On March 15, 1985, Wayne Alderson, a successful labor negotiator from Pittsburgh, appeared on the Today Show. The significance of the date was that it was the fortieth anniversary of Alderson’s being wounded as the first American soldier to cross the Siegfried line into Germany in World War Two. He had a permanent crease in his head from the wound.
Asked for his most important memory of the occasion, Alderson replied that it was of a redheaded friend who saved his life that day. Alderson had come face to face with a German soldier. The German threw a grenade at Alderson’s feet and Alderson shot the German. The grenade exploded almost instantly, sending Alderson to the ground, face down in the mud.
A nearby German pillbox opened fire in his direction, and he knew that if the grenade had not killed him the machinegun fire would. But his friend turned him over, so he could breathe, and threw himself across his body, shielding him from the deadly fire.
“I can never forget the person who sacrificed his life to save me,” said Alderson, tears in his eyes. “I owe everything to him.”
“I can never forget…. I owe everything to him.”
This is precisely what the Apostle was saying. God has shown us His love by Christ’s death on the cross. There is no mistaking the message. We can never forget what He has done. We owe everything to Him.
Now the only question is, What are we going to do about it? Will we go on loving casually, selfishly, as if God had not given us a message at all? I’m afraid some of us will. We’ll go to the club for lunch, or off to the lake or the golf course, and life will go on as usual, without much thought about God.
Even if our consciences are pricked a little bit now, we’ll manage to soothe them. By tomorrow, it will be as if we had never heard a thing. Our lives will go on comme d’habitude, as the French say, “in the usual manner.”
You know what I heard a man say the other day? He was repeating what a friend had said to him. The friend said to him, “Dick, if you don’t change directions, you’re going to end up where you’re going.”
Think about that. It’s true for you too, you know. If you don’t change directions, you’re going to end up where you’re going.
Is it where you want to go? Is it what you want your life to be? Or does God have something better for you? One thing is clear, God loves you. That’s what the cross was all about. That’s what millions of sermons through thousands of years have been about. That’s the message God has been sending all those centuries. You can’t miss that. The question is, What are you going to do about it? What difference will it make in your life?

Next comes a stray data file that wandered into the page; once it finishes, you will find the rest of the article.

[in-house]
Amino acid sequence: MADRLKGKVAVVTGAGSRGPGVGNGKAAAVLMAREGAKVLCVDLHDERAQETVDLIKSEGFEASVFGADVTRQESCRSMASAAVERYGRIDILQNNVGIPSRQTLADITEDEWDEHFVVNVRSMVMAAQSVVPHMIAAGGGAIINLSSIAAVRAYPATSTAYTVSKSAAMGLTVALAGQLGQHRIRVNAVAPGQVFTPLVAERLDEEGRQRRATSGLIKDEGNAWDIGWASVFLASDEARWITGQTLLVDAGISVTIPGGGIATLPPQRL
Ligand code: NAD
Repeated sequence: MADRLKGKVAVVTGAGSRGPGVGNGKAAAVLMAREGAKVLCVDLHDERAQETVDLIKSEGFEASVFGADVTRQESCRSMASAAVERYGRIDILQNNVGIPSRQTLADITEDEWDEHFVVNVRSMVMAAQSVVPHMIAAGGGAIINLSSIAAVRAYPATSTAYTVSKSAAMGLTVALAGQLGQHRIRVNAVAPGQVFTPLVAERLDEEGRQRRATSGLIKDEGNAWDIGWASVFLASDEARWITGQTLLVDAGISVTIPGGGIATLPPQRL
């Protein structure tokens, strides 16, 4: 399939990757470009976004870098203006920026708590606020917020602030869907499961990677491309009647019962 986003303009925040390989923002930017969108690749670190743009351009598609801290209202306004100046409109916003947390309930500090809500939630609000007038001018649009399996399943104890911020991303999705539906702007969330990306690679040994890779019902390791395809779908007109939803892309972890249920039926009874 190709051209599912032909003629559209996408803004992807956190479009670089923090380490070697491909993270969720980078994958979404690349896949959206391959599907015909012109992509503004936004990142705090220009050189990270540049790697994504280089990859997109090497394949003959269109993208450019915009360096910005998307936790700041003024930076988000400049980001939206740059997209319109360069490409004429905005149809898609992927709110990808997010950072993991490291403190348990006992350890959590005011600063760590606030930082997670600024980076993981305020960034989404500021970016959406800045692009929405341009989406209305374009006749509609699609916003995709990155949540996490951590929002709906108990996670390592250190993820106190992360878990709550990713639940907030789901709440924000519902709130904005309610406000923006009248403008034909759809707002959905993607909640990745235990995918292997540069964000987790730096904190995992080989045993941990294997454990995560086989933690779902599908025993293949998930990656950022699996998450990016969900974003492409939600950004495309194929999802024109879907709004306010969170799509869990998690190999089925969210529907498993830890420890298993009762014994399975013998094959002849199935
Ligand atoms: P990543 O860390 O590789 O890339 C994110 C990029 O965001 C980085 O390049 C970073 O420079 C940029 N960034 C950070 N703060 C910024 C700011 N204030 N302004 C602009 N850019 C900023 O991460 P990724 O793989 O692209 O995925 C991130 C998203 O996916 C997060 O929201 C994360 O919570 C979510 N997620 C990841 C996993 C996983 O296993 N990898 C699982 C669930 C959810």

May I tell you a story I have told you before? It was told originally by a priest in a church in Paris, about three young students who were walking along a country road in France. The students fancied themselves intellectuals and philosophers, and they were discussing the power of human thought.
One of the subjects they deplored, as they spoke, was religion. Religion, they agreed with Karl Marx, is the opiate of the people: it drugs people into acceptance and compliance with a world order that is inferior. As they walked, they passed a little church. One of the boys dared another to go into the church and tell the priest what they had been saying — to tell him that religion is really passe and has no place in the modern world.
Unable to refuse a dare, the young man went in. He found the priest and said his piece.
As he turned to leave, the priest said, “My son, why have you told me this?”
The boy admitted he had been dared to do it.
“Ah,” said the priest, “then you would accept a dare from me as well?” And the priest dared the young man to go into the chancel and stare for a moment at the crucifix and say, “Jesus Christ died for me, and I don’t give a damn.”
Embarrassed, but unable to avoid the dare, the boy went into the chancel. He looked up at the old crucifix, blackened by years of incense and candlelight. The face of Jesus was still visible. It was filled with pain and agony.
“Jesus Christ died for me, and I don’t care a damn.”
Again he turned to go.
“One more time, my son,” said the priest, “and I not ask again.”
A final time the boy looked up at the pathetic face, twisted in the torture of death. He started to say the words but they would not come. He looked and tried again, but no sound would come out.
At last, slowly, he turned around and approached the priest. “Father,” he said, “I want to confess my sin.”
And at this point the priest who was telling the story to a sophisticated congregation in Paris leaned across the pulpit and said, “I know this story is true, my friends. You see, I was that boy.”
God has shown us His love, and in that while we were still sinners Christ died for us. Now what are you going to do about it?